Extortion has long been a popular method for hackers to get what they want from their exploits. Ransomware attacks, where a cybercriminal seizes a tech resource and demands payment to reinstate access, have been on the rise for several years. In some recent politically motivated attacks, hacktivists have used blackmail tactics to try and force target organizations (e.g., Ashley Madison) to meet certain demands.
Now, in a different kind of extortion scheme, a group calling themselves the Turkish Crime Family is attempting to strong-arm Apple Inc. into paying $700,000. The hackers are threatening to release personal data stored by more than 200 million users of Apple’s iCloud storage service. On top of that, the group claims that it will wipe users’ iPhones if the tech giant fails to meet their demands. To prove they mean business, the group has already released a series of about 70,000 login and password records on iCloud users.
A twist in the plot, however, came when Apple responded to the threat by reassuring users that it had not, in fact, been breached. Researchers had looked into the 70,000 “leaked” login records, and found that 99.9 percent of them had been released in previous, known compromises of third-party services. According to a report published on The Verge, this likely means the Turkish Crime Family is working with recycled public data, and it probably doesn’t have the amount of information it is threatening to expose.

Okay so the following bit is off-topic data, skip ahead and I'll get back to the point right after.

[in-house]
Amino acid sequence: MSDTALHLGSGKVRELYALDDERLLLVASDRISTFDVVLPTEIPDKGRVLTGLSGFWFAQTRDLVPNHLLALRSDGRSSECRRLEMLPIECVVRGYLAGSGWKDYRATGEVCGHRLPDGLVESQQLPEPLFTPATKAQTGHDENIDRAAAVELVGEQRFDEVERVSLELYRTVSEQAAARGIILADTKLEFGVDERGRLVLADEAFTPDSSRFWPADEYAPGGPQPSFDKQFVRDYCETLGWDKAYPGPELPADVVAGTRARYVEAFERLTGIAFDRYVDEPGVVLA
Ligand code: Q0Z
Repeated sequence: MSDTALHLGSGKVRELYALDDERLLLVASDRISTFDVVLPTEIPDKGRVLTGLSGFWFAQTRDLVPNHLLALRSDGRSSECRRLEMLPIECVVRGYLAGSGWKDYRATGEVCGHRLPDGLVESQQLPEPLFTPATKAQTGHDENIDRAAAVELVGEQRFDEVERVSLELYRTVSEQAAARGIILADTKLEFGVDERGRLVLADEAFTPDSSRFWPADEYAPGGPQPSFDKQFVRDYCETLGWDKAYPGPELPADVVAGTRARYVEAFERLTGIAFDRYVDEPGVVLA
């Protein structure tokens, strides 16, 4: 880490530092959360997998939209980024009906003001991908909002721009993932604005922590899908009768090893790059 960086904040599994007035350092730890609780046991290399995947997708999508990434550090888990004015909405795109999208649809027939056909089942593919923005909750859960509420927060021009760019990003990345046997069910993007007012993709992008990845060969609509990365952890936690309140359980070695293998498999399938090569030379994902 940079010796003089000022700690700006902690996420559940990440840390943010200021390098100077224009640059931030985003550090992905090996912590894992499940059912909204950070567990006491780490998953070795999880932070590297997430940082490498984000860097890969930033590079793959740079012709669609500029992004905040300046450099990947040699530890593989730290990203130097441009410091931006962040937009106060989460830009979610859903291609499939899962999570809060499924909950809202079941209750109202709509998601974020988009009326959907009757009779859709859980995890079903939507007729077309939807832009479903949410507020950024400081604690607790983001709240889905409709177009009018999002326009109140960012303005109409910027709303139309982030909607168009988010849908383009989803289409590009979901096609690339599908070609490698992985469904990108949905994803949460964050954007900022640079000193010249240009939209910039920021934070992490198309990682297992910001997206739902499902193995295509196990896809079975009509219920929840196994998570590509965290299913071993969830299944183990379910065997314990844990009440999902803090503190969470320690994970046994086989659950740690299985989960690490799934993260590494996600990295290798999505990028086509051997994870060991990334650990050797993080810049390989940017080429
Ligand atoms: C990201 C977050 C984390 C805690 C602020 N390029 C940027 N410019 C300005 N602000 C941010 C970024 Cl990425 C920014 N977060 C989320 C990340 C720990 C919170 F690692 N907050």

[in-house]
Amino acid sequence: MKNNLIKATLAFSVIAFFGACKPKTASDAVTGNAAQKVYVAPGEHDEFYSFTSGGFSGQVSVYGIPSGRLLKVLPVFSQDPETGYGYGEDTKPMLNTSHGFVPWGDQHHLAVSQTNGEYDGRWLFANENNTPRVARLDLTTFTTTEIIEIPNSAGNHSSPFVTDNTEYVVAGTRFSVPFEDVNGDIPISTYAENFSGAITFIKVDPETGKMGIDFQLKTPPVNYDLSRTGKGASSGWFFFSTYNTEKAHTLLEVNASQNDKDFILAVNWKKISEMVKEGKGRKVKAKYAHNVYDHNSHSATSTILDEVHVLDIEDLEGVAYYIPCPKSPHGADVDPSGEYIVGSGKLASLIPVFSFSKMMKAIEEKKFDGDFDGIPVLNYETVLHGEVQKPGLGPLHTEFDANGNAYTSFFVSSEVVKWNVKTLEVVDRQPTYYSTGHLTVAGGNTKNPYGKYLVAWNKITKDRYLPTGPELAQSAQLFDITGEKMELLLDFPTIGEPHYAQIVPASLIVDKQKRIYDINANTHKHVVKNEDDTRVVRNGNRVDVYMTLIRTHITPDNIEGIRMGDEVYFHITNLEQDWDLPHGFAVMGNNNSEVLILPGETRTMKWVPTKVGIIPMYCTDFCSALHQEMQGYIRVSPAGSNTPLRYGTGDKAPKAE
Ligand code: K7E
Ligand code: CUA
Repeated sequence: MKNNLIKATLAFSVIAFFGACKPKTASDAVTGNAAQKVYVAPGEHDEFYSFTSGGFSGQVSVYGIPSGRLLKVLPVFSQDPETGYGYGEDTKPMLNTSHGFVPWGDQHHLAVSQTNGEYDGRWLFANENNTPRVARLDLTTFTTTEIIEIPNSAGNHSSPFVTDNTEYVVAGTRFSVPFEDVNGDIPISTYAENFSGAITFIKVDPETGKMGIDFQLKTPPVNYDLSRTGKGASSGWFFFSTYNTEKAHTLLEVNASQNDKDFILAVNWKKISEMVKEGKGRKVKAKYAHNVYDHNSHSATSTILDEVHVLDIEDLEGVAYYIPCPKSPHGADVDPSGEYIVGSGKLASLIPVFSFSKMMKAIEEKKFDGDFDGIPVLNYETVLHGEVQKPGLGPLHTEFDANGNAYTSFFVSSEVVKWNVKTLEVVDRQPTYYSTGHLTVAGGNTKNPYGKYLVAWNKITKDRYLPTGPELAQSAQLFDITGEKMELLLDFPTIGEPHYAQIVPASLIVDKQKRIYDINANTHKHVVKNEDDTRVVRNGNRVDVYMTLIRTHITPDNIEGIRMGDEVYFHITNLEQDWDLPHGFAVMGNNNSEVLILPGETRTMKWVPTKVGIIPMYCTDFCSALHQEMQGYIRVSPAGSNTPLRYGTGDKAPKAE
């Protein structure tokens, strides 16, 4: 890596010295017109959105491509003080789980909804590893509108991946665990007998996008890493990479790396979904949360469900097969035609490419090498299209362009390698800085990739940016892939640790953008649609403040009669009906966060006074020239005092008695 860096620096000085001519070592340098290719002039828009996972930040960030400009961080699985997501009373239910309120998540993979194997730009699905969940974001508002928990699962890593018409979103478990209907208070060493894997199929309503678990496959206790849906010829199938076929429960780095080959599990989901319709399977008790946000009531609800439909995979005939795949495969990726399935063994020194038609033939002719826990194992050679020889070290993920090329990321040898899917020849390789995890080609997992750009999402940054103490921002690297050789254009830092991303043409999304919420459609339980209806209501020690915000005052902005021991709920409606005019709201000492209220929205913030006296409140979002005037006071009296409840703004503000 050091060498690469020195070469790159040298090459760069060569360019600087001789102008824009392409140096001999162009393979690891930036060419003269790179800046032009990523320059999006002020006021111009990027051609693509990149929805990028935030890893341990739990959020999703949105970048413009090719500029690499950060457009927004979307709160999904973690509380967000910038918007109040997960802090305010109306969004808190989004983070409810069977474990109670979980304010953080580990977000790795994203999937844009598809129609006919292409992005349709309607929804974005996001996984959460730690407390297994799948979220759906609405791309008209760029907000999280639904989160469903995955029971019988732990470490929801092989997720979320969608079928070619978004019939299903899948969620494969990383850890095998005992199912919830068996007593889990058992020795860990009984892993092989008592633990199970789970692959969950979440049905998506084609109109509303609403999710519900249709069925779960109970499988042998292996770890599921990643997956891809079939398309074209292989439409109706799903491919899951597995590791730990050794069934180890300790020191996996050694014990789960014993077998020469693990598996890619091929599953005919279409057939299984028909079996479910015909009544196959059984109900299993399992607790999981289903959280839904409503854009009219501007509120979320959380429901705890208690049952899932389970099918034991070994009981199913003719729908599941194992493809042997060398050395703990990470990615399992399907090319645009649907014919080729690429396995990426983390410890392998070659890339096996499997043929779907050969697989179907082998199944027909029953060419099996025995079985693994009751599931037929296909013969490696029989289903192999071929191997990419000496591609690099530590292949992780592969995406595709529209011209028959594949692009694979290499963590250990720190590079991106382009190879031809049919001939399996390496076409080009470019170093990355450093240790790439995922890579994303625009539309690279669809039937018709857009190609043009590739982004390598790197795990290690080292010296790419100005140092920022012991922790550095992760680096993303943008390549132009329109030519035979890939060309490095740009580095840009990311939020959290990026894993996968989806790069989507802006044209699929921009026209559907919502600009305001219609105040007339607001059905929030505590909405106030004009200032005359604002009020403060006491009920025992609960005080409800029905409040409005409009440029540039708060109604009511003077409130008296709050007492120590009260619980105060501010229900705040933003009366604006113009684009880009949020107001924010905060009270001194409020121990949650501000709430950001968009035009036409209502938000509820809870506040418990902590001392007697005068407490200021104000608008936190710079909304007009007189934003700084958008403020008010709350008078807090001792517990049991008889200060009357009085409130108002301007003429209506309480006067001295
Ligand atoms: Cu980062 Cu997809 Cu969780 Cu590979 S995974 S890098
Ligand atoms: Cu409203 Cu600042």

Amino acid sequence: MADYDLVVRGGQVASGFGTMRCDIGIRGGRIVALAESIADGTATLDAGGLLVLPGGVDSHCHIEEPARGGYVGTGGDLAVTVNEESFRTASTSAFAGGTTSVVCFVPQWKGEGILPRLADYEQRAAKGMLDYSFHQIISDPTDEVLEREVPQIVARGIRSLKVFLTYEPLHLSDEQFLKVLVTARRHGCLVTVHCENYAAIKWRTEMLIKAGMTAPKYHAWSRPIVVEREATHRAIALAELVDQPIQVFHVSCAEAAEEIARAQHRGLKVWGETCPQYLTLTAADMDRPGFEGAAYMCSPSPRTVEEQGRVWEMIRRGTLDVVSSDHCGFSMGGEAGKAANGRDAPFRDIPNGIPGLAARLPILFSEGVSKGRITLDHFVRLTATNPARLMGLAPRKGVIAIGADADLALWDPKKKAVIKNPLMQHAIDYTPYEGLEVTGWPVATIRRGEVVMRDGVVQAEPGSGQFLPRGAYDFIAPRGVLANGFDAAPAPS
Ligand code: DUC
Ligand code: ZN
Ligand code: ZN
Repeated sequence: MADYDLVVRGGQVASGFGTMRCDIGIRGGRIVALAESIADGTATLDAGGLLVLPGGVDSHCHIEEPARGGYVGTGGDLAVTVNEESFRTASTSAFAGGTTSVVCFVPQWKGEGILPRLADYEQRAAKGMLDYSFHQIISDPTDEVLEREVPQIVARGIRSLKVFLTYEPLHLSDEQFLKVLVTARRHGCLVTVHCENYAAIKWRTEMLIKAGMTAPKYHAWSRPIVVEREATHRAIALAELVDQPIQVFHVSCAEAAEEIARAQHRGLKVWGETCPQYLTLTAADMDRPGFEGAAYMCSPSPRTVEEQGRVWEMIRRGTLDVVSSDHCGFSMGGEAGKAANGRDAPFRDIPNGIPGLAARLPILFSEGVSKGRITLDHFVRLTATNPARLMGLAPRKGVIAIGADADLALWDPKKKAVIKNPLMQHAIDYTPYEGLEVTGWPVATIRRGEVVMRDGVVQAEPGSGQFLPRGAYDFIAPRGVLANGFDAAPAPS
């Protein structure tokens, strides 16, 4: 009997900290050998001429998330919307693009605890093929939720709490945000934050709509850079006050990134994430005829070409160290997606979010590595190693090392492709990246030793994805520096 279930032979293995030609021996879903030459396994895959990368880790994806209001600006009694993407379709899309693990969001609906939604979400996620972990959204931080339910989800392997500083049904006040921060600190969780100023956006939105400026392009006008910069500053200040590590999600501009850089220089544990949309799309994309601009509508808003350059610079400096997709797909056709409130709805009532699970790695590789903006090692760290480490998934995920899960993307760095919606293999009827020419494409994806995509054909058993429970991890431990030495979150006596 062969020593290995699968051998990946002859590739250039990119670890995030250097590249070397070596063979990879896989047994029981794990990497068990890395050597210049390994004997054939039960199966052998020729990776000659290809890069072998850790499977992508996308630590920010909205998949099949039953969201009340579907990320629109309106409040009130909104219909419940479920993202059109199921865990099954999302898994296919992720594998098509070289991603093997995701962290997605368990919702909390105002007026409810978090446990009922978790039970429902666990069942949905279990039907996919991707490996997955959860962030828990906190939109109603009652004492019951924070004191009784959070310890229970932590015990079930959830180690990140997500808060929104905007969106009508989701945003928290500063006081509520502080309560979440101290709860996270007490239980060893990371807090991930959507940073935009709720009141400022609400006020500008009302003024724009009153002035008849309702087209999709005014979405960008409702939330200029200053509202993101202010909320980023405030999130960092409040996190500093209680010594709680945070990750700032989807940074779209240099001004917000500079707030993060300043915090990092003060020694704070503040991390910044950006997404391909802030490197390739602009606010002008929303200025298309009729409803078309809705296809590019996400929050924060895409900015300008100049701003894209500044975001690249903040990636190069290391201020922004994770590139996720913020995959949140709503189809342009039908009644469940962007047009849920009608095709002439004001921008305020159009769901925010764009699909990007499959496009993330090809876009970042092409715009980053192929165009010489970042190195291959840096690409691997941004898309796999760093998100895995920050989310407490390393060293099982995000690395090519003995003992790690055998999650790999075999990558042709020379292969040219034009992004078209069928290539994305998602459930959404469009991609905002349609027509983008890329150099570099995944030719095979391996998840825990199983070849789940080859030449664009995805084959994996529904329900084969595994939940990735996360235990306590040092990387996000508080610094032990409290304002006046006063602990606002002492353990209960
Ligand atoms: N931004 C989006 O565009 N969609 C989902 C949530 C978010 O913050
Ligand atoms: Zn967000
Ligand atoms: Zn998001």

Although the news should give Apple customers some relief in this case, it’s still a good reminder for iCloud users to keep good privacy practices top of mind. If you have data stored on the iCloud system, take the time to change your password and set up two-factor authentication. Consider whether any of the data you are storing on the service is really something you want to keep on the consumer cloud, where there’s a bigger risk of it getting breached.
Most businesses, of course, have less direct impact to worry about with the breach of a personal storage product. However, this event should reinforce the importance of training employees on proper privacy protections, especially during a time when many workers are bringing their devices to the workplace and even using them for business functions. You wouldn’t want private data on your business falling in to the hands of hackers because of an employee’s upload to iCloud or a similar service.